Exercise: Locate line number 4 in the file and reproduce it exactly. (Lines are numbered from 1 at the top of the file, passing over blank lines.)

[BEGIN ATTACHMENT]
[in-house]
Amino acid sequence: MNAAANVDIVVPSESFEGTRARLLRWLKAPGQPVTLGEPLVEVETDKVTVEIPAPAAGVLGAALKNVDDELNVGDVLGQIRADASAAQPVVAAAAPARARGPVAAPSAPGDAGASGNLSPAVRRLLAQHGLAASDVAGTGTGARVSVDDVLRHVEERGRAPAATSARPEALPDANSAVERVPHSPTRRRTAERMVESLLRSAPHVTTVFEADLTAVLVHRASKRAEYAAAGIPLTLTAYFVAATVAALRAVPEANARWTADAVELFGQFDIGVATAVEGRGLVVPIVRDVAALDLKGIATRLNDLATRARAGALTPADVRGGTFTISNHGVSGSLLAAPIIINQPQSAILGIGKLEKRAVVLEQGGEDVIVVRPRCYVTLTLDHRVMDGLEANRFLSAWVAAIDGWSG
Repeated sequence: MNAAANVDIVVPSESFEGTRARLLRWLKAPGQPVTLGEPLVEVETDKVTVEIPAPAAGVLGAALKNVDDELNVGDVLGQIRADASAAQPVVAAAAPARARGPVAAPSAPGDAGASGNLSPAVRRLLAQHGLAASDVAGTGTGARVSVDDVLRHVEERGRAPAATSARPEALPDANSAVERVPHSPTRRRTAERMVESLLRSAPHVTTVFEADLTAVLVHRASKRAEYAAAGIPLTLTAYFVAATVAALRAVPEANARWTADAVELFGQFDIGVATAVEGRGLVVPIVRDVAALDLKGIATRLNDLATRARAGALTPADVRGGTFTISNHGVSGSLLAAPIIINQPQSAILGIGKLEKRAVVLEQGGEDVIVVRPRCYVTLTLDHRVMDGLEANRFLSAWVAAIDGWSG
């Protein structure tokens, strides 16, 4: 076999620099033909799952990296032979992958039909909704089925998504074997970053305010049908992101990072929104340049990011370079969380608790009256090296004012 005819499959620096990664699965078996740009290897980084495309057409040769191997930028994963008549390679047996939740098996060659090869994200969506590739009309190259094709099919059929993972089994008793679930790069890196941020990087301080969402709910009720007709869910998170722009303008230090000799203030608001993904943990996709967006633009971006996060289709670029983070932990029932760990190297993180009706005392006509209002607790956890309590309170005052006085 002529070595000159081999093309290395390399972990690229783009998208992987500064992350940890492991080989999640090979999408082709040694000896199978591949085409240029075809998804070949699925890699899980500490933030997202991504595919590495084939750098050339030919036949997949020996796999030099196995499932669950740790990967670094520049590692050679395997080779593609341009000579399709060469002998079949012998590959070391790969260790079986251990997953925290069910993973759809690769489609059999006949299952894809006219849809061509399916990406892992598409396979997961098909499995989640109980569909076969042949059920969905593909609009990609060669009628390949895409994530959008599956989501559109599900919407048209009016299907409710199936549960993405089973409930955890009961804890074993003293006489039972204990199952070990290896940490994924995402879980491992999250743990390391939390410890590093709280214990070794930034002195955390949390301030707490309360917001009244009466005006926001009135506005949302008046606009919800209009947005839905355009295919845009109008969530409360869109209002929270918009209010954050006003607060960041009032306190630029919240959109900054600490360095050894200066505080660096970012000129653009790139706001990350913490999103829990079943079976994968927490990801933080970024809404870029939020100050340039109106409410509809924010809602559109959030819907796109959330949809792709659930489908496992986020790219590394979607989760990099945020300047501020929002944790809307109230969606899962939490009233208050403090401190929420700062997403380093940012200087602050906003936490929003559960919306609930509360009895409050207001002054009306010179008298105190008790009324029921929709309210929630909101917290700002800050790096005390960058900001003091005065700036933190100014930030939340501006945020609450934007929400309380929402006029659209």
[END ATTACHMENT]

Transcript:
């Protein structure tokens, strides 16, 4: 076999620099033909799952990296032979992958039909909704089925998504074997970053305010049908992101990072929104340049990011370079969380608790009256090296004012 005819499959620096990664699965078996740009290897980084495309057409040769191997930028994963008549390679047996939740098996060659090869994200969506590739009309190259094709099919059929993972089994008793679930790069890196941020990087301080969402709910009720007709869910998170722009303008230090000799203030608001993904943990996709967006633009971006996060289709670029983070932990029932760990190297993180009706005392006509209002607790956890309590309170005052006085 002529070595000159081999093309290395390399972990690229783009998208992987500064992350940890492991080989999640090979999408082709040694000896199978591949085409240029075809998804070949699925890699899980500490933030997202991504595919590495084939750098050339030919036949997949020996796999030099196995499932669950740790990967670094520049590692050679395997080779593609341009000579399709060469002998079949012998590959070391790969260790079986251990997953925290069910993973759809690769489609059999006949299952894809006219849809061509399916990406892992598409396979997961098909499995989640109980569909076969042949059920969905593909609009990609060669009628390949895409994530959008599956989501559109599900919407048209009016299907409710199936549960993405089973409930955890009961804890074993003293006489039972204990199952070990290896940490994924995402879980491992999250743990390391939390410890590093709280214990070794930034002195955390949390301030707490309360917001009244009466005006926001009135506005949302008046606009919800209009947005839905355009295919845009109008969530409360869109209002929270918009209010954050006003607060960041009032306190630029919240959109900054600490360095050894200066505080660096970012000129653009790139706001990350913490999103829990079943079976994968927490990801933080970024809404870029939020100050340039109106409410509809924010809602559109959030819907796109959330949809792709659930489908496992986020790219590394979607989760990099945020300047501020929002944790809307109230969606899962939490009233208050403090401190929420700062997403380093940012200087602050906003936490929003559960919306609930509360009895409050207001002054009306010179008298105190008790009324029921929709309210929630909101917290700002800050790096005390960058900001003091005065700036933190100014930030939340501006945020609450934007929400309380929402006029659209």